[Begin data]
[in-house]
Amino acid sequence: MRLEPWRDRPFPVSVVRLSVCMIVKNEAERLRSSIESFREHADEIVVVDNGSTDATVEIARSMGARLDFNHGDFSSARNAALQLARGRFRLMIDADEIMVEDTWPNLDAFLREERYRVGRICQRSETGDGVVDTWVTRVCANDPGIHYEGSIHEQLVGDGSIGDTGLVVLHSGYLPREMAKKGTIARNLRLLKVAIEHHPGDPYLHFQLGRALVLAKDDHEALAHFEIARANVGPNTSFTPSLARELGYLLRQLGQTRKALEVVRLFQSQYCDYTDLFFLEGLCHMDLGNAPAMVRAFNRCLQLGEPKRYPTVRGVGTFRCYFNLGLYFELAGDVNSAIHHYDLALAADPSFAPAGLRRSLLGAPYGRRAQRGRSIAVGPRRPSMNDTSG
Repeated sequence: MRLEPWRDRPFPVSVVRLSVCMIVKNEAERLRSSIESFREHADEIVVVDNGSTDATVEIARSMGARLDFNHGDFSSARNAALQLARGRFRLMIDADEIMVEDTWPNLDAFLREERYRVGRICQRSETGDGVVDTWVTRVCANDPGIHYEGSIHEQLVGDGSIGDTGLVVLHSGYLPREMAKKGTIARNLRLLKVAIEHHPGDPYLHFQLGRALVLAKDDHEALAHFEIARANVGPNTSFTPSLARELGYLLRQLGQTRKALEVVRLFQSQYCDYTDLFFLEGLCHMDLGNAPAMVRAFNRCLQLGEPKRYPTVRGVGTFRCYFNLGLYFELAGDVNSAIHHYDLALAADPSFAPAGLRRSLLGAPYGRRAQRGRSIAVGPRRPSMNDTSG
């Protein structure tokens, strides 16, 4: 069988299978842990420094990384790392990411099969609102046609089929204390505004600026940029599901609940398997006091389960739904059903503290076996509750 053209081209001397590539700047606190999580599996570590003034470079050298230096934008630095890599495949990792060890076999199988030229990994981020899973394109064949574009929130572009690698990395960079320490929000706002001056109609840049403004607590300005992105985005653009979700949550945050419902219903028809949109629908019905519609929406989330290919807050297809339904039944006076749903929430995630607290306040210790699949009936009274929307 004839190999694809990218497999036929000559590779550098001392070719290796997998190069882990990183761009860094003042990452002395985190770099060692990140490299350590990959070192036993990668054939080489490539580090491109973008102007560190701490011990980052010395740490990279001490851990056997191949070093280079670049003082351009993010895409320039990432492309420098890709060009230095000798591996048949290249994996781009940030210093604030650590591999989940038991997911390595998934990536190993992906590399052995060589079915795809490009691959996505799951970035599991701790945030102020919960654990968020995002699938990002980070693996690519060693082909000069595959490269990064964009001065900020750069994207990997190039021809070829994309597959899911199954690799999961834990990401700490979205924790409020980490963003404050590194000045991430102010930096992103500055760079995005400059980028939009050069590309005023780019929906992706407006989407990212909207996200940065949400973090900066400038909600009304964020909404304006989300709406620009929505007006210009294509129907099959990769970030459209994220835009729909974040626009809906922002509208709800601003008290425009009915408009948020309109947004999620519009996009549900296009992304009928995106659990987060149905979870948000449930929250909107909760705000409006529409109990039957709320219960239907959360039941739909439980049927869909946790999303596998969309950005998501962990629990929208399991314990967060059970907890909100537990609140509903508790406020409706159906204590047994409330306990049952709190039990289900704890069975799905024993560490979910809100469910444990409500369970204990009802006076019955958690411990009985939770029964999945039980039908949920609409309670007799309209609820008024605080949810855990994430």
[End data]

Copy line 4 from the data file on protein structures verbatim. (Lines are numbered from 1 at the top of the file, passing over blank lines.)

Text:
């Protein structure tokens, strides 16, 4: 069988299978842990420094990384790392990411099969609102046609089929204390505004600026940029599901609940398997006091389960739904059903503290076996509750 053209081209001397590539700047606190999580599996570590003034470079050298230096934008630095890599495949990792060890076999199988030229990994981020899973394109064949574009929130572009690698990395960079320490929000706002001056109609840049403004607590300005992105985005653009979700949550945050419902219903028809949109629908019905519609929406989330290919807050297809339904039944006076749903929430995630607290306040210790699949009936009274929307 004839190999694809990218497999036929000559590779550098001392070719290796997998190069882990990183761009860094003042990452002395985190770099060692990140490299350590990959070192036993990668054939080489490539580090491109973008102007560190701490011990980052010395740490990279001490851990056997191949070093280079670049003082351009993010895409320039990432492309420098890709060009230095000798591996048949290249994996781009940030210093604030650590591999989940038991997911390595998934990536190993992906590399052995060589079915795809490009691959996505799951970035599991701790945030102020919960654990968020995002699938990002980070693996690519060693082909000069595959490269990064964009001065900020750069994207990997190039021809070829994309597959899911199954690799999961834990990401700490979205924790409020980490963003404050590194000045991430102010930096992103500055760079995005400059980028939009050069590309005023780019929906992706407006989407990212909207996200940065949400973090900066400038909600009304964020909404304006989300709406620009929505007006210009294509129907099959990769970030459209994220835009729909974040626009809906922002509208709800601003008290425009009915408009948020309109947004999620519009996009549900296009992304009928995106659990987060149905979870948000449930929250909107909760705000409006529409109990039957709320219960239907959360039941739909439980049927869909946790999303596998969309950005998501962990629990929208399991314990967060059970907890909100537990609140509903508790406020409706159906204590047994409330306990049952709190039990289900704890069975799905024993560490979910809100469910444990409500369970204990009802006076019955958690411990009985939770029964999945039980039908949920609409309670007799309209609820008024605080949810855990994430």